Friday, November 14, 2014

Indian Ink

The show is by Tom Stoppard. It takes place in two time periods. In the more recent period, a scholar is trying, with mixed success, to understand what happened in the earlier one. The play's themes include memory, love, class, and social mores.
Rosemary Harris, Romola Garai, Bhavesh Patel
Photo: Joan Marcus

No, this is not Stoppard's magnificent Arcadia. It is instead his not-quite-as-magnificent but-still-amazing Indian Ink. 

In 1930, Flora Crew, a poet whose work has been accused of obscenity, moves to India for her health. In the 1980s, Eldon Pike, an American who is collecting her letters, meets with Crew's now elderly sister Eleanor Swan to discuss Crew's writing and life. 

It is interesting that the more recent sections of Arcadia and Indian Ink both take place in the 1980s. It is easy to imagine Hannah Jarvis from the former having dinner and a chat with Eldon Pike from the latter. She'd probably find him a little soft.

While Arcadia is firmly planted in England, Indian Ink explores India and its class system, Indian art, imperialism, the overlap between life and art, and how people change as they age.

Since both plays are by Tom Stoppard, these explorations come in the form of intricate plotting, witty repartee, passionate relationships, and biting satire. More importantly, both plays are at heart love stories. They can be appreciated without any interest in the rasas of Indian art or the law of thermodynamics. On the other hand, if you do care about ideas and science and art, the pieces are scrumptious brain candy.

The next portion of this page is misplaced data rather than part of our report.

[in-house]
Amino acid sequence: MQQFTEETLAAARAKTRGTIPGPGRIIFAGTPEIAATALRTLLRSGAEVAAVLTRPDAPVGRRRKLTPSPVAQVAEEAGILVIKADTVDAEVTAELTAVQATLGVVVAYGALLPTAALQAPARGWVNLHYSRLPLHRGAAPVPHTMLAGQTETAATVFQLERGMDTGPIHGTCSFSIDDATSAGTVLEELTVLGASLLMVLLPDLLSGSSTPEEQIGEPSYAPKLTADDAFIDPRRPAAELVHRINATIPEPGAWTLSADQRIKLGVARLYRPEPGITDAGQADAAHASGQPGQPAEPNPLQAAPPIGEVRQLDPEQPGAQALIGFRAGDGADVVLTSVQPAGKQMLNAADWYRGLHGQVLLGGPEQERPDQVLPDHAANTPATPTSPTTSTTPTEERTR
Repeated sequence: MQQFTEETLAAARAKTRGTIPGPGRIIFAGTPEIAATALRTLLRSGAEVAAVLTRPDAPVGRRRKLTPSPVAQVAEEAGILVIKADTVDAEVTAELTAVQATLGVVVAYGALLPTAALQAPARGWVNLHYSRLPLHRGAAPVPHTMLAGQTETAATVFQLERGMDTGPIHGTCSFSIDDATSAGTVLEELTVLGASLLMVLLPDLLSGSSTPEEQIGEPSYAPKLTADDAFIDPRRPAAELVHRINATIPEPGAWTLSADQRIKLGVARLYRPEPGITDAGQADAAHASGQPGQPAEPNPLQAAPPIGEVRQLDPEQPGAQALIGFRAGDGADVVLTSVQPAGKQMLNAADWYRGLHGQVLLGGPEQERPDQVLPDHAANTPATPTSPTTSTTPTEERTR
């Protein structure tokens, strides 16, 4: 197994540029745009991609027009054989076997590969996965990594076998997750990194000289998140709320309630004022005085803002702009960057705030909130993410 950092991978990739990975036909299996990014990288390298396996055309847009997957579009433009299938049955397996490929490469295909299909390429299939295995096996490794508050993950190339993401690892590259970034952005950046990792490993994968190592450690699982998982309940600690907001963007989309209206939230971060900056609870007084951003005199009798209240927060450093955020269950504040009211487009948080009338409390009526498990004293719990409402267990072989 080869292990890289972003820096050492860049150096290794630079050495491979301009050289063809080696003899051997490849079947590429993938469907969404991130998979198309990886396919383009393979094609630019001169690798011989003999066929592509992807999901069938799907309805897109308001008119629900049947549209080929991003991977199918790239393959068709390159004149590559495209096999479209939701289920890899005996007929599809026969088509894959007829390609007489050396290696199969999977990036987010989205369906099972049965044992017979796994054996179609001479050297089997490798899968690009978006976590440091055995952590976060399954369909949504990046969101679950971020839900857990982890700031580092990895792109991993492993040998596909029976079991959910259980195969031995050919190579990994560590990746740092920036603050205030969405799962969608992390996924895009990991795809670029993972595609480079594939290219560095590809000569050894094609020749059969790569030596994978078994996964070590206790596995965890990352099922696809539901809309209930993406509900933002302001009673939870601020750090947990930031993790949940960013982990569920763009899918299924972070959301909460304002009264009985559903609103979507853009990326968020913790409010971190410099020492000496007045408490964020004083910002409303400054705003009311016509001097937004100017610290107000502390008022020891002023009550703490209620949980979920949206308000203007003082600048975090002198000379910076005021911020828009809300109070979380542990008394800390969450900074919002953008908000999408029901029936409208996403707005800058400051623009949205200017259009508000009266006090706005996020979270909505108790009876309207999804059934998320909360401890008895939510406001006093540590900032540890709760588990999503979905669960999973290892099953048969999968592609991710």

The particular production of Indian Ink at the Laura Pels through the end of November is a complete delight. Romola Garai and Rosemary Harris are perfect as the sisters, 50 years apart, smart and lovely, full of wry humor,  willing to follow where their hearts lead them. The rest of the cast is also excellent, in particular Firdous Bamji as the artist who paints Flora and Bhavesh Patel as the son who visits Eleanor to try to discover more about his father.

The set design by Neil Patel is attractive and effective, and the lighting design by Robert Wierzel is painterly in a show in which "painterly" is of particular importance. Director Carey Perloff brings everything together into a seamless and beautiful whole.

(first time: first preview, highly discounted tix, mezzanine seats; second time: somewhat discounted tickets, orchestra left rear for act one, first row for act two)

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